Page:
The Ghana group is about to close its first month of the journey but to myself, and probably everyone in the group, it feels like we’ve been here for much longer. Not to say that we’re weary of the journey to a greater extent or that we don’t get stared at like we just landed and climbed out of our spaceship. Simply, we are now so deeply immersed in our life here that it feels just so: like this is our life. We have our daily routines, we’ve become friends with our coworkers and neighbors, we’ve established answers to questions like “do I flush the toilet in the morning or at night?” and “this meal is for three people, right?”
Since my last post, my original family had to decline my placement due to an emergency and so I was placed with a new family (whose name I can neither pronounce nor spell). This family consists of a mom and dad, four sisters (1, 9, 24 and 26 years respectively), a brother (23), and various others who pass through periodically. I have not one but TWO dogs and a number of chickens whose ranks seem to depreciate in synchrony with those days on which we have chicken for dinner… My house, I have deduced from a series of calculations involving the amount of time and number of trotros it takes for me to get anywhere, is on Mars. It rests in some sandy crater that is populated with other houses, a pharmacy, a very pungent bar and a grocery store run by very nice people who refuse to believe that the expiration date on food is anything more than a suggestion. (They really are very nice though.)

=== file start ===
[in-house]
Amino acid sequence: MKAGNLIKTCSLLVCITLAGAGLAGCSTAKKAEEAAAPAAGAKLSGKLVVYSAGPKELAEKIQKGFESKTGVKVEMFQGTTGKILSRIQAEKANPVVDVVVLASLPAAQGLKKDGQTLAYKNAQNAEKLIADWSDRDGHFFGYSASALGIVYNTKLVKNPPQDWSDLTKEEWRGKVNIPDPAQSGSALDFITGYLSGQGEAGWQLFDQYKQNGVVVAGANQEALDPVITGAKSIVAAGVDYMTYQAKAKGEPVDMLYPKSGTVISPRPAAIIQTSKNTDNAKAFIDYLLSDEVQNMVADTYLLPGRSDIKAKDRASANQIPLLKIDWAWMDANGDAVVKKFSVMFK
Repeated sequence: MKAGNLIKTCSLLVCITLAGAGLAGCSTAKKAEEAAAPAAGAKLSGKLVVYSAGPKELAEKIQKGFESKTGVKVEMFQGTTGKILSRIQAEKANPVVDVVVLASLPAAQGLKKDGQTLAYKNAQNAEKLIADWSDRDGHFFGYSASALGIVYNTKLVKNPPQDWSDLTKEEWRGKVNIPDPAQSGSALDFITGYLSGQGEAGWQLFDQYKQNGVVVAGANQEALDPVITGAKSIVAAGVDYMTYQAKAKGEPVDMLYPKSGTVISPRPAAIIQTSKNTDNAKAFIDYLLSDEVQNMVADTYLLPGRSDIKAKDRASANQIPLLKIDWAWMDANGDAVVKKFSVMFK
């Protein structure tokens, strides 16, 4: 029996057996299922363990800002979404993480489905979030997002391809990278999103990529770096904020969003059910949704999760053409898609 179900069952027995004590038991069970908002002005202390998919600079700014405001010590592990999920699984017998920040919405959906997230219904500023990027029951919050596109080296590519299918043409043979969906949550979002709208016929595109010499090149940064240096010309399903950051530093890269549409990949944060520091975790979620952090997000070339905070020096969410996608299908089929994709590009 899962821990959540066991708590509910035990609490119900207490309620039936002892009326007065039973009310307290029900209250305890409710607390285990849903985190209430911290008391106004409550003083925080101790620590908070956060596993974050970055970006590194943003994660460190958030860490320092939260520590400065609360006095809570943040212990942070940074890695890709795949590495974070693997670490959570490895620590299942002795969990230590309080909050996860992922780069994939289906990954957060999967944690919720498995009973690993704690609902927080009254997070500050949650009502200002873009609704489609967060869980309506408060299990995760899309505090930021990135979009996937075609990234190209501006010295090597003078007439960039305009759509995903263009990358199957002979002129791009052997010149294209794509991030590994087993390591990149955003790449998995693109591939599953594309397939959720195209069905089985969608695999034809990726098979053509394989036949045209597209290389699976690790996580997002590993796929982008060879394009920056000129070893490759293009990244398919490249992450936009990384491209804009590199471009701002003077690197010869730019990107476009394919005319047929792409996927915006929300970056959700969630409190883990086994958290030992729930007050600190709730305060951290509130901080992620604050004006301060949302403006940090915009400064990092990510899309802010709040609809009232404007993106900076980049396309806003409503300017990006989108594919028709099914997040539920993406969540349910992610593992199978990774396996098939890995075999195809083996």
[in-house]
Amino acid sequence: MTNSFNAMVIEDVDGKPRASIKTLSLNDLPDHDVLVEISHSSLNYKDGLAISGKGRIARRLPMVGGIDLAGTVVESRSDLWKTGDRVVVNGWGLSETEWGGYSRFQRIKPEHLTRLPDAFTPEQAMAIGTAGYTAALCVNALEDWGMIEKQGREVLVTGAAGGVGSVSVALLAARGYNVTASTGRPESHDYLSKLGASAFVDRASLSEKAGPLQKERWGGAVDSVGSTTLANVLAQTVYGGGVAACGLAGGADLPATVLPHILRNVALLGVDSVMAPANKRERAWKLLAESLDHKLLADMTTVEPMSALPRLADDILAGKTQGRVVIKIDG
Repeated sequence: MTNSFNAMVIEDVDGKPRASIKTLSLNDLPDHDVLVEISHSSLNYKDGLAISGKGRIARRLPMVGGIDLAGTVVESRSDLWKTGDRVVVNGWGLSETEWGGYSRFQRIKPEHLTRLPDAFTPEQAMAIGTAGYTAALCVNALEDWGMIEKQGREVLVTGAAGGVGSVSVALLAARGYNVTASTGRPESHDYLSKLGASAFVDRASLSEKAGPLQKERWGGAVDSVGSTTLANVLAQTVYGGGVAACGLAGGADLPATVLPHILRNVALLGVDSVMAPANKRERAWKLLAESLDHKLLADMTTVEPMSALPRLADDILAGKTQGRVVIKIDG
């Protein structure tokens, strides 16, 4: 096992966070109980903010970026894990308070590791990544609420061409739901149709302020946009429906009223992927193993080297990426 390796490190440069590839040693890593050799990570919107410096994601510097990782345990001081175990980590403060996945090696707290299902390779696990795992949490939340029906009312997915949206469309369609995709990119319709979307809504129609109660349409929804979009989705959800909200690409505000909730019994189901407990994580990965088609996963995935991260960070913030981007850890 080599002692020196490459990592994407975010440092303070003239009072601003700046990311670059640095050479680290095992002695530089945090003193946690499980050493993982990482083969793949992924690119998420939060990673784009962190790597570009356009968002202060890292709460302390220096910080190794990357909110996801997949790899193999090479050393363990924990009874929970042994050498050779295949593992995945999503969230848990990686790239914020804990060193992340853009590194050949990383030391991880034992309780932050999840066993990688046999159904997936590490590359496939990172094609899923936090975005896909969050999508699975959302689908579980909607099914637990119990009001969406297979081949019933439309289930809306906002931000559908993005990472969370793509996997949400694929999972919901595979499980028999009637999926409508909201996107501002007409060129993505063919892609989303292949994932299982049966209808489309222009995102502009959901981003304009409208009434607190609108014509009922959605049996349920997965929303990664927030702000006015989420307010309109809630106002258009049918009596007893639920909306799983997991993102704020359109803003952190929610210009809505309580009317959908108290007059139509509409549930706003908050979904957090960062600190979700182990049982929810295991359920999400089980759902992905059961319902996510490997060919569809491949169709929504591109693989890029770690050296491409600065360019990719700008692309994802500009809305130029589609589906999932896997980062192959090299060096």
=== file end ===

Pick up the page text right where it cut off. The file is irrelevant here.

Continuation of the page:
I have been placed at the Nubuke Foundation and my main job consists of compiling photographs and interviews on the art community in Ghana. I am currently pioneering a secondary project aimed at developing an art curriculum in public schools. I met with the district commissioner and he gave me the green light so starting next week I’ll be visiting various schools and pitching a curriculum based loosely on the movement and expression exercises of a theatre class with other craft projects as supplements to that major project. My hope is that this project will culminate in the production of a play the students have written themselves. Eventually, I’ll take on one class and that will serve as the pilot of the program. Cam has been placed at Ridge Hospital where he works as an assistant in the Physiotherapy Department. Pallavi works at Street Girls Aid and has probably the toughest job of all of us (as I found out yesterday when I shadowed her at her work due to a power outage at mine). Lindsay WILL be working as a teacher in a public school when Ghana opens them again (after postponing their opening to complete the national census). Henrique works at SISS (don’t ask me what that stands for) and is currently writing 10-12 page applications for grants for their training programs.
While there’s no denying this is an immense challenge, and one that presents itself differently to each of us, there is also no denying that even within the first month of this journey, we’ve grown to love Ghana and all the insecurities, physical exhaustion, and ultra-friendly people that come with it. We’re even beginning to crave that space outside our comfort zones.